Meanwhile in the U.S., TikTok partnered with Flowspace to power fulfilment for TikTok Shop, marking its first fulfillment partnership. The integration enables merchants to manage inventory across Flowspace's network of over 150 warehouses. Merchants can now access the Flowspace app within the TikTok Shop Seller Center to get started. 

In other TikTok news this week…

New executives are joining TikTok, who were previously with Amazon and Meta, to help build its e-commerce businesses in the U.S.

Joining the company are Nicolas Le Bourgeois, currently COO of Flip and formerly director of Amazon’s U.S. marketplace, and Marni Levine, who previously served as VP of global support operations at Meta and VP of supply operations and engagement at eBay. 

7. Policy changes in the EU & UK

TikTok isn't the only player making big moves in the U.K.

Amazon also made a couple big changes this week for retailers in the region. 

#1) Longer payout period

Starting Sep 6th, sellers in the U.K. and Europe will have to wait until a week after the delivery of an item to receive their funds.

Historically Amazon credited sellers accounts when the order was shipped, but now it will be implementing a Delivery Date Based Reserve policy. 

Between warehousing fees, employee salaries, loan repayments, and inventory demands, working capital is typically tight for e-commerce merchants. Having to wait an extra week to receive funds on items that are already sold and shipped will make things even tighter, which may not be that great for Amazon either. If merchants can't afford to re-order inventory while their funds are tied up, there's a higher possibility they run out of stock on items, which isn't good for Amazon's customers. 

An Amazon spokesperson defended the change, saying, “This process will standardize reserve policies for European sellers to ensure they have sufficient funds to cover any financial obligations, like product returns or customer claims.”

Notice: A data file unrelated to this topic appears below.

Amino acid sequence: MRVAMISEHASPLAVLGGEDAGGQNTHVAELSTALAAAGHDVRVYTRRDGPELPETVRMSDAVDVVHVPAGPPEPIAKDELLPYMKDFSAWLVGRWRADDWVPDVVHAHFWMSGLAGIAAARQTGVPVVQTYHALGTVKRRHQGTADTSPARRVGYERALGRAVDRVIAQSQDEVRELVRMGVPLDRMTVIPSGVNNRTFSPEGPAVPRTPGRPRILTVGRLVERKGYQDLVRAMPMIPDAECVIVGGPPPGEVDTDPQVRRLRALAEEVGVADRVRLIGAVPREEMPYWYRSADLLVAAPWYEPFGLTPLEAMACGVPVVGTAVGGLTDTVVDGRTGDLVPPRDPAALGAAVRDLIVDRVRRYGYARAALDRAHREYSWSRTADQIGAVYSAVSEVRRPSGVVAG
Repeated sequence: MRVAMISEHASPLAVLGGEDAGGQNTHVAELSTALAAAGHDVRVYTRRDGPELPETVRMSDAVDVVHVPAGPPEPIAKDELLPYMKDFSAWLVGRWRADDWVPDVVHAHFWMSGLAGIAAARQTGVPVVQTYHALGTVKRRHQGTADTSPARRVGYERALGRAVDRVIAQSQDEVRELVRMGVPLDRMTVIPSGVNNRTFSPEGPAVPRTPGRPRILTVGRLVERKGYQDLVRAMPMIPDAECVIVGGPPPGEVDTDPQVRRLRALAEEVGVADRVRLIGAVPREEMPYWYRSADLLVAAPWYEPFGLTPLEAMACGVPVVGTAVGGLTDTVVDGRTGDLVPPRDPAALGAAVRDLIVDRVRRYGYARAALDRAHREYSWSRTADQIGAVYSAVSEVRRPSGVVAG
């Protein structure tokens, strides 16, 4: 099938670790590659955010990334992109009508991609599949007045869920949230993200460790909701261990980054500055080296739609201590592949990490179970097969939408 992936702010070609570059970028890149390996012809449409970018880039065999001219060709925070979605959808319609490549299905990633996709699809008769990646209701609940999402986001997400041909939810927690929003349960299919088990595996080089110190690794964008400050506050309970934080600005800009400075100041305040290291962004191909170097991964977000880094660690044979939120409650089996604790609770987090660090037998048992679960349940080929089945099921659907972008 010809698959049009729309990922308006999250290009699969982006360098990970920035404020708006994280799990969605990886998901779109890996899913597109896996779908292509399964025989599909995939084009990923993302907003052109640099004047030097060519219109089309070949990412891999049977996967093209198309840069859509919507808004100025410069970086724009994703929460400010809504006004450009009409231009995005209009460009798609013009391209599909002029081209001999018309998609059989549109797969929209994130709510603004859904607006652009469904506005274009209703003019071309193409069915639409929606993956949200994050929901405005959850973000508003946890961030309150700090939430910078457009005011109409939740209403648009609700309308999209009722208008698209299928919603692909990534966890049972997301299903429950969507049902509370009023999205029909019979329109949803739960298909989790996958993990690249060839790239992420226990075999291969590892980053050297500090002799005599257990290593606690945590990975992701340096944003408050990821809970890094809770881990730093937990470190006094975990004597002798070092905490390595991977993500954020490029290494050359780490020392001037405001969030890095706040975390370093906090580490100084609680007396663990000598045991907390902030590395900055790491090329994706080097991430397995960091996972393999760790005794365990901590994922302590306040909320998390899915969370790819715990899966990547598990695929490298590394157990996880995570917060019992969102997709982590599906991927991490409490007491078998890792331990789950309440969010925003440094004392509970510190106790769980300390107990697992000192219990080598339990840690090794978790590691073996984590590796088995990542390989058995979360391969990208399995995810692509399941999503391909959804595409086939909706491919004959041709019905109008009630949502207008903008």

However I don't buy that. Amazon keeps a card on file for every seller to charge for product returns, customer claims, or seller fees when their account balances don't cover the amount.

#2) Discontinuing Small and Light program

Amazon is also pulling the plug on its specialized fulfillment program for small, lightweight, and low-priced goods in Europe, following its discontinuation in the U.S. later this month.

Starting from Sep 26th, items that would normally have fit into this category will automatically be subject to Amazon's new “low-price FBA rates.”

Amazon first introduced the Small and Light program in 2015, which allowed merchants to sell smaller, lighter, and more affordable products with reduced FBA fees. To make this feasible, Amazon provided slower shipping speeds for these items compared to regular FBA items.

The new low-price FBA rates will be on average $0.77 lower per item compared to the current FBA rates, but around $0.30 higher than the Small and Light rates, and they will now ship just as fast as other FBA items.

8. Amazon's second Prime Day

Amazon announced that it will hold a second Prime Day sale event in October, open to Prime members in 19 countries including Australia, Austria, Belgium, Brazil, Canada, China, France, Germany, Italy, Japan, Luxembourg, Netherlands, Poland, Portugal, Singapore, Spain, Sweden, the U.S. and the U.K.

This is the second year in a row that the company is holding an October sales event following its annual mid-summer Prime Day event which began in July 2015.